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To comply with state law, the San Mateo County Sheriff’s Office has developed a “military” equipment use policy, which the county’s Board of Supervisors approved this month.
The state law, Assembly Bill 481, requires law enforcement to bring a military equipment use policy for local government to approve.
County Sheriff Carlos Bolanos told the board that while the Sheriff’s Office does not have equipment used by the military, they created a policy in the interest of transparency.
“There was some indication that AB 481 was intended to apply only to equipment actually used by the military. The Sheriff’s Office has no such equipment,” Bolanos said. “However, many have interpreted the law more broadly to include certain general types of equipment that fall within the categories listed in AB 481 but that are not actually purchased by the military from military sources.”
Equipment that would be regulated under the new policy include drones, BearCat vehicles, firearms and ammunition of a .50 caliber or greater, tear gas, grenades, projectile launchers, rubber bullets and other types of specialty equipment.
Previously, use of such equipment would have been regulated under internal policies.
What the policy covers
Lieutenant Eamonn Allen with the Sheriff’s Office said that the policy would govern how this equipment is funded, acquired and used. Staff would be trained and required to report on any use.
He said the equipment is designed to “bring dangerous incidents safely under control, to mitigate risks to Sheriff’s Office personnel as well as the public or prevent loss of life in the absence of any further options.”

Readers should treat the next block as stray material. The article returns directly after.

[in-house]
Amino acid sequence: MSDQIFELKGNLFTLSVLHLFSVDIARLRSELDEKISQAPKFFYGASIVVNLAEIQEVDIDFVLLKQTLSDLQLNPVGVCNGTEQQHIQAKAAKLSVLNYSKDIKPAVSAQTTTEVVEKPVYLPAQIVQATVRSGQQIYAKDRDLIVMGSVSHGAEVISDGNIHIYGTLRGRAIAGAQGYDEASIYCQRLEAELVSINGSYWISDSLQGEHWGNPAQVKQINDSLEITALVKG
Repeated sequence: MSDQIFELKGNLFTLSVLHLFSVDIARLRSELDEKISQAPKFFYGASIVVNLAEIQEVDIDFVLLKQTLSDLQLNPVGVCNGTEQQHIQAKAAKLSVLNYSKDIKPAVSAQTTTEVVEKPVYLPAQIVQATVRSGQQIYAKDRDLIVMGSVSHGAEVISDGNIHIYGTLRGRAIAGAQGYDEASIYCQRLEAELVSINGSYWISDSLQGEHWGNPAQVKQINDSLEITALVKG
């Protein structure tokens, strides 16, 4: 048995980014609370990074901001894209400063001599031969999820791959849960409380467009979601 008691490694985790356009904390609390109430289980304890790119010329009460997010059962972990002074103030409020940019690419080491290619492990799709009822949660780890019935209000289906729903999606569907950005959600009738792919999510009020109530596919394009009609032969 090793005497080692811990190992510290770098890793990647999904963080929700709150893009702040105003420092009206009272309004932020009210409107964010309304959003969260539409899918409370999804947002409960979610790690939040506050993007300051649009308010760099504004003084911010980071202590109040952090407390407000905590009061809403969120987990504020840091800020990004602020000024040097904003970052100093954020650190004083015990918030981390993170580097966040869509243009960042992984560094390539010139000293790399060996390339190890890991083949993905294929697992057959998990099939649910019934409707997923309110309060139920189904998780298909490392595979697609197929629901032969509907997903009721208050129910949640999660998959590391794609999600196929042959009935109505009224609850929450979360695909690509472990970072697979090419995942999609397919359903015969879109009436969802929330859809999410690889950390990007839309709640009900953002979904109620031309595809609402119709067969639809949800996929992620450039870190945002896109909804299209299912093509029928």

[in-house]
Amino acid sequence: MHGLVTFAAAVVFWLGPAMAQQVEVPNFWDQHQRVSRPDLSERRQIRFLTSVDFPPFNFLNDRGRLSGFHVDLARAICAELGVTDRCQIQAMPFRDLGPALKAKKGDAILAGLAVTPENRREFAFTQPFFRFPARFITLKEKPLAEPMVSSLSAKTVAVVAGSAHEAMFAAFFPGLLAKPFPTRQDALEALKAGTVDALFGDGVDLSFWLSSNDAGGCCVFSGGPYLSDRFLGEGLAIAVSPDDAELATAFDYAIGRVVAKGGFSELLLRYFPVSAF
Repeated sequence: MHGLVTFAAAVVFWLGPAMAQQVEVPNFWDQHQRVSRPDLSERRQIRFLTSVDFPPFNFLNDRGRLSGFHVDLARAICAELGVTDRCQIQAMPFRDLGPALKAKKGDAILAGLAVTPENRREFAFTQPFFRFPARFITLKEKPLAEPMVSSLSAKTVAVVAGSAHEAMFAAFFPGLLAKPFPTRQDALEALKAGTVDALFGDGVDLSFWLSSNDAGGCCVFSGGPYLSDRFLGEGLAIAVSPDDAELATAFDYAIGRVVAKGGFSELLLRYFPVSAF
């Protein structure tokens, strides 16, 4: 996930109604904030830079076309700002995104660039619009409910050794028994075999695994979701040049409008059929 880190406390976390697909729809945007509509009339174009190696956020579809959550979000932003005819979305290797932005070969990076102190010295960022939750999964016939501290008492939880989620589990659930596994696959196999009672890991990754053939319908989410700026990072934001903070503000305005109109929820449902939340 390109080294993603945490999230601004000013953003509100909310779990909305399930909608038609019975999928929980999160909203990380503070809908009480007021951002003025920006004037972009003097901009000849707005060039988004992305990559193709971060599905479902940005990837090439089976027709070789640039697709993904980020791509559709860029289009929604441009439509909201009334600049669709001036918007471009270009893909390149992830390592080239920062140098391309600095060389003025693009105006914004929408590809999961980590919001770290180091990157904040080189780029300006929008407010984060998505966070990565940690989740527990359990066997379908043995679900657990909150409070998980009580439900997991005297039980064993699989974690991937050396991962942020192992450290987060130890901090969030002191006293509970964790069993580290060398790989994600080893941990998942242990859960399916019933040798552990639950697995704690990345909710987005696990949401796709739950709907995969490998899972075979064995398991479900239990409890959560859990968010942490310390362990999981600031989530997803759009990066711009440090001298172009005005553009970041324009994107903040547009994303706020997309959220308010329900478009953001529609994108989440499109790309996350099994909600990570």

For example, remotely controlled equipment like drones can be used to help locate and rescue people from remote locations.
The law also requires the Sheriff’s Office to produce an annual report regarding the use of any “military” equipment and hold a public meeting within a month of releasing the report.
County supervisors voted in support of the proposed use policy, except Supervisor Warren Slocum who expressed concern over the use of the word “military” and how it may be received by some communities.
David Silberman, chief deputy county attorney, said that this was something they struggled with when preparing the presentation.
“We wanted to be transparent and it was hard because the legislature calls it ‘military equipment’ when it’s really not military equipment,” Silberman said. “But to call the presentation something other than ‘military equipment’ also didn’t seem very transparent.”
More information on this item from Board of Supervisors’ April 19 meeting is available online.